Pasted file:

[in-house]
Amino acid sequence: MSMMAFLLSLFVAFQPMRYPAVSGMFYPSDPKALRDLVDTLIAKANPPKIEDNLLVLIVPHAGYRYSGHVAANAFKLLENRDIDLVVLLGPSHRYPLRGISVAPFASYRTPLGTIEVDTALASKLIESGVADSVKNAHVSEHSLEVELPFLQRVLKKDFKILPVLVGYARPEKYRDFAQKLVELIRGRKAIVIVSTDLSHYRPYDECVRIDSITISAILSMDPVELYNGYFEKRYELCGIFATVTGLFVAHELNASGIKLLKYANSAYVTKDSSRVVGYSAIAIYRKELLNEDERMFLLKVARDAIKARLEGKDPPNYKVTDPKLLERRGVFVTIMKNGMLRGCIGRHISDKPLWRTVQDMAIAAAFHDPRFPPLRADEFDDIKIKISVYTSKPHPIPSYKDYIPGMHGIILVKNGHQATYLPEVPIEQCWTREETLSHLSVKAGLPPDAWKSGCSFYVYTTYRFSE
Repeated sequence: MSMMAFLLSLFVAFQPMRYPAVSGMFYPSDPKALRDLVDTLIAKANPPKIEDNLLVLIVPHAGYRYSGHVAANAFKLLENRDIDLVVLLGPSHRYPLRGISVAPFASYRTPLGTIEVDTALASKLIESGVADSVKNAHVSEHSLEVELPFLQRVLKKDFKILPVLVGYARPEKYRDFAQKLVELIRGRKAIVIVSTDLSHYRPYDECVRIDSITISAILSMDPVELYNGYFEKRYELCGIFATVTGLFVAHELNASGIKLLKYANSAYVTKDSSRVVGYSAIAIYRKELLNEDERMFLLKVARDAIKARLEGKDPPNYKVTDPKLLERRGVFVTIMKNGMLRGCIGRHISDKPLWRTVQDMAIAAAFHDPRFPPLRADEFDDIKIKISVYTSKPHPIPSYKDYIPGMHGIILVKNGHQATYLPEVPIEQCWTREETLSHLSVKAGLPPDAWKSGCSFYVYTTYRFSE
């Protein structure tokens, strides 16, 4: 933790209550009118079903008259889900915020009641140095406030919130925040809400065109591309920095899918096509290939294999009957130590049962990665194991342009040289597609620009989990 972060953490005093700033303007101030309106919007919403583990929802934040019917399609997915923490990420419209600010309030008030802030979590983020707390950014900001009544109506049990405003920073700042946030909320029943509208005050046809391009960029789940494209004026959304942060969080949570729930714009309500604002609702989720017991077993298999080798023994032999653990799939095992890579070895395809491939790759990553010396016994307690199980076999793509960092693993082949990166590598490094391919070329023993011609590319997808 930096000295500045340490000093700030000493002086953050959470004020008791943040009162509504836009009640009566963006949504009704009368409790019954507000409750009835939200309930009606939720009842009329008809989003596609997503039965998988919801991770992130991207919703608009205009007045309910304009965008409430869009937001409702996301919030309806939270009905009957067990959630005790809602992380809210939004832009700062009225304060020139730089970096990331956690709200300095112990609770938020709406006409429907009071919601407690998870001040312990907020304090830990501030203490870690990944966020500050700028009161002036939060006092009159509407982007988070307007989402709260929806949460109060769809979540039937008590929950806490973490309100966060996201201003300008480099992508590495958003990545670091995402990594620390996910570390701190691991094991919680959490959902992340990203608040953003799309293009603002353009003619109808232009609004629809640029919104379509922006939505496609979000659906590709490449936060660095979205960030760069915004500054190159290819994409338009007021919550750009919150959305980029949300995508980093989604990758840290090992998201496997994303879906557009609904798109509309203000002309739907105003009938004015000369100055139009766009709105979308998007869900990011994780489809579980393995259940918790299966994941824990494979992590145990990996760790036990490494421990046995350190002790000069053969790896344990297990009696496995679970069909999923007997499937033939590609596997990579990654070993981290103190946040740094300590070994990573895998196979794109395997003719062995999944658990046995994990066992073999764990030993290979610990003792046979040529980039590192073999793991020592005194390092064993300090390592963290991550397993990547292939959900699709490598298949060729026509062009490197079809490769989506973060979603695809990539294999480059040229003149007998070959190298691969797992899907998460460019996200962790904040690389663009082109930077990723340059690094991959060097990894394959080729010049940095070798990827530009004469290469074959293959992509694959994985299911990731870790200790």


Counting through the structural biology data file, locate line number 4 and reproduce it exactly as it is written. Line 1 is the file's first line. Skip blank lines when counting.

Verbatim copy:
């Protein structure tokens, strides 16, 4: 933790209550009118079903008259889900915020009641140095406030919130925040809400065109591309920095899918096509290939294999009957130590049962990665194991342009040289597609620009989990 972060953490005093700033303007101030309106919007919403583990929802934040019917399609997915923490990420419209600010309030008030802030979590983020707390950014900001009544109506049990405003920073700042946030909320029943509208005050046809391009960029789940494209004026959304942060969080949570729930714009309500604002609702989720017991077993298999080798023994032999653990799939095992890579070895395809491939790759990553010396016994307690199980076999793509960092693993082949990166590598490094391919070329023993011609590319997808 930096000295500045340490000093700030000493002086953050959470004020008791943040009162509504836009009640009566963006949504009704009368409790019954507000409750009835939200309930009606939720009842009329008809989003596609997503039965998988919801991770992130991207919703608009205009007045309910304009965008409430869009937001409702996301919030309806939270009905009957067990959630005790809602992380809210939004832009700062009225304060020139730089970096990331956690709200300095112990609770938020709406006409429907009071919601407690998870001040312990907020304090830990501030203490870690990944966020500050700028009161002036939060006092009159509407982007988070307007989402709260929806949460109060769809979540039937008590929950806490973490309100966060996201201003300008480099992508590495958003990545670091995402990594620390996910570390701190691991094991919680959490959902992340990203608040953003799309293009603002353009003619109808232009609004629809640029919104379509922006939505496609979000659906590709490449936060660095979205960030760069915004500054190159290819994409338009007021919550750009919150959305980029949300995508980093989604990758840290090992998201496997994303879906557009609904798109509309203000002309739907105003009938004015000369100055139009766009709105979308998007869900990011994780489809579980393995259940918790299966994941824990494979992590145990990996760790036990490494421990046995350190002790000069053969790896344990297990009696496995679970069909999923007997499937033939590609596997990579990654070993981290103190946040740094300590070994990573895998196979794109395997003719062995999944658990046995994990066992073999764990030993290979610990003792046979040529980039590192073999793991020592005194390092064993300090390592963290991550397993990547292939959900699709490598298949060729026509062009490197079809490769989506973060979603695809990539294999480059040229003149007998070959190298691969797992899907998460460019996200962790904040690389663009082109930077990723340059690094991959060097990894394959080729010049940095070798990827530009004469290469074959293959992509694959994985299911990731870790200790």